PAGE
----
It’s the quintessential American Dream: a respectable government job and a house in the DC suburbs. The picture wouldn’t be complete without a beautiful wife and two happy children, or at least that’s what the Vision thinks. So he went to a lot of trouble and made them.
Nominated for a Hugo Award this year, Tom King’s Little Worse Than A Man (with illustrations by Gabriel Walta) shows what happens when a non-human hero is determined to live a human life. It’s a story that starts out light and then gets dark surprisingly fast.
Don’t expect a lot of hi-jinks and cute misunderstandings with the Visions trying to hide their identity. Everyone in town already knows about the famous Avenger (he has saved the world multiple times, after all), so they’re aware that the new neighbors are actually artificial super-people. Everyone is certainly not OKAY with that, but they’re definitely aware.
A major theme of this book is Keeping Up Appearances, so the first chapter plays up a little of the humor of everyone trying to act like all of this is normal. The neighborhood welcoming committee stops by, and Vision introduces his normal wife, son, and daughter (all three of whom are super-powered and can fly and morph through walls) and shows off his very normal house (filled with impossible artifacts from other planets), and thanks them politely for the tray of cookies they brought (which the Visions can’t eat, since they recharge with sunlight). Thank you very much for stopping by. Nothing. To see. Here.
After everything the Vision has gone through I can understand why he would want to have a peaceful family life. I just wasn’t sure why he particularly wanted this life. Why would he choose this almost 1950’s type of domesticity – in a place where he would certainly stand out as an alien – as the idea of a perfect life? But then, why do any of us chase the things we chase when we’re trying to find happiness? Maybe we’re deliberately following a template of family life that we’ve gotten from society. Or maybe all we have is a vague idea of what our lives need to be.
It’s even more nebulous for the Vision since he’s the first in his race; there’s no rules, no guidelines for what his life is supposed to be. With a million different worlds to choose from, why shouldn’t he live in the DC suburbs?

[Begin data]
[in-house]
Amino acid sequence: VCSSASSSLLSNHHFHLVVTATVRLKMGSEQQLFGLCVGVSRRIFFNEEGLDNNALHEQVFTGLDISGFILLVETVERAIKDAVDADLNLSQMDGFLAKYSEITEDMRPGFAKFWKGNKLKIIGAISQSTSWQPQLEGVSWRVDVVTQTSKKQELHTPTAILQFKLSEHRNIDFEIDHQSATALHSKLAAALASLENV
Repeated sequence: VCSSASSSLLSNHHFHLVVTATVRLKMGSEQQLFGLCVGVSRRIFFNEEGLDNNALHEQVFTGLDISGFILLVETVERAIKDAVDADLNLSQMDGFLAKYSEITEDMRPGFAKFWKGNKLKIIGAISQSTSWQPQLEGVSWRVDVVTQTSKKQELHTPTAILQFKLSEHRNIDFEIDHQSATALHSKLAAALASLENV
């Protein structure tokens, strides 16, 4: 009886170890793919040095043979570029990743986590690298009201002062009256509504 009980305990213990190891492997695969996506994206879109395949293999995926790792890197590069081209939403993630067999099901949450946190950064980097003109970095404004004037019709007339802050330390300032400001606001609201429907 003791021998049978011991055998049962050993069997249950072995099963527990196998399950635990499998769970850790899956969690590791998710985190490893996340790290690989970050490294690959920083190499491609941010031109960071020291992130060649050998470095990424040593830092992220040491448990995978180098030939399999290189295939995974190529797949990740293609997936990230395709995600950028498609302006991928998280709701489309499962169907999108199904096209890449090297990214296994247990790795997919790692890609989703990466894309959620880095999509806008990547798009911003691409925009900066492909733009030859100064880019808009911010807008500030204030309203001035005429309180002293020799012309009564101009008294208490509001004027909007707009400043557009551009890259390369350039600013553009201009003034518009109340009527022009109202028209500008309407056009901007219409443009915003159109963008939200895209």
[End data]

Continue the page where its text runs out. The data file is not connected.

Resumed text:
Sadly, the answer is because living here means he’ll be surrounded by defenseless civilians when things go horribly wrong.
The story lays on the foreshadowing pretty heavily, but we don’t have a lot of time to wait before the disasters start. Some of it is due to the Vision’s history, and the very dangerous enemies he’s made. Most of it though is a lot more insidious, and it has to do with fear. We’re all dealing with a lot of fear lately, and what King’s story forces us to examine is that for the person who’s afraid of other races or religions, and the person who’s afraid of being the target of racists, the emotion they’re experiencing is exactly the same. Sure, some fear is justified and some isn’t, but how do you tell someone who’s convinced that their family is in danger to just stop being afraid?
And are you prepared to become exactly what everyone is afraid of in order to defend your family?
The Visions are a sometimes touching and sometimes disturbing combination of alien and all-too-human. At one point we see the Vision’s daughter Viv (who is, don’t forget, a synthetic human with a computer for a brain) take a memory fragment of a conversation with a male classmate and turn it into a loop so she can quietly replay it over and over. Vision’s wife Virginia starts becoming more and more emotional as a crisis builds, but that emotion can show by repeating one word a dozen times before punching through a table.
And in one of my favorite scenes, the Vision finds himself running through the thirty-seven times he’s saved the world, mentally replaying each disaster (with Gabriel Walt’s sometimes dreamlike artwork) as he tries to justify bullying a high-school principal into not expelling his son, and then all the lies he’s having to tell to keep his family safe.
Lies trigger more lies, and the damage gets worse, fast. King and Walta show you just enough to give the sense of things getting out of control; at one point you get a chilling hint of what it looks like when the Vision loses his temper, and you don’t actually see it happen. The end of the book circles back to the beginning, and you know for a fact that things are going to get very very bad, but you won’t know exactly how.
I’m not sure if this story will actually win the Hugo this year (I think Saga will walk away with the award, but I’m kind of biased), but I can see why it was nominated, and it most definitely is worth a read.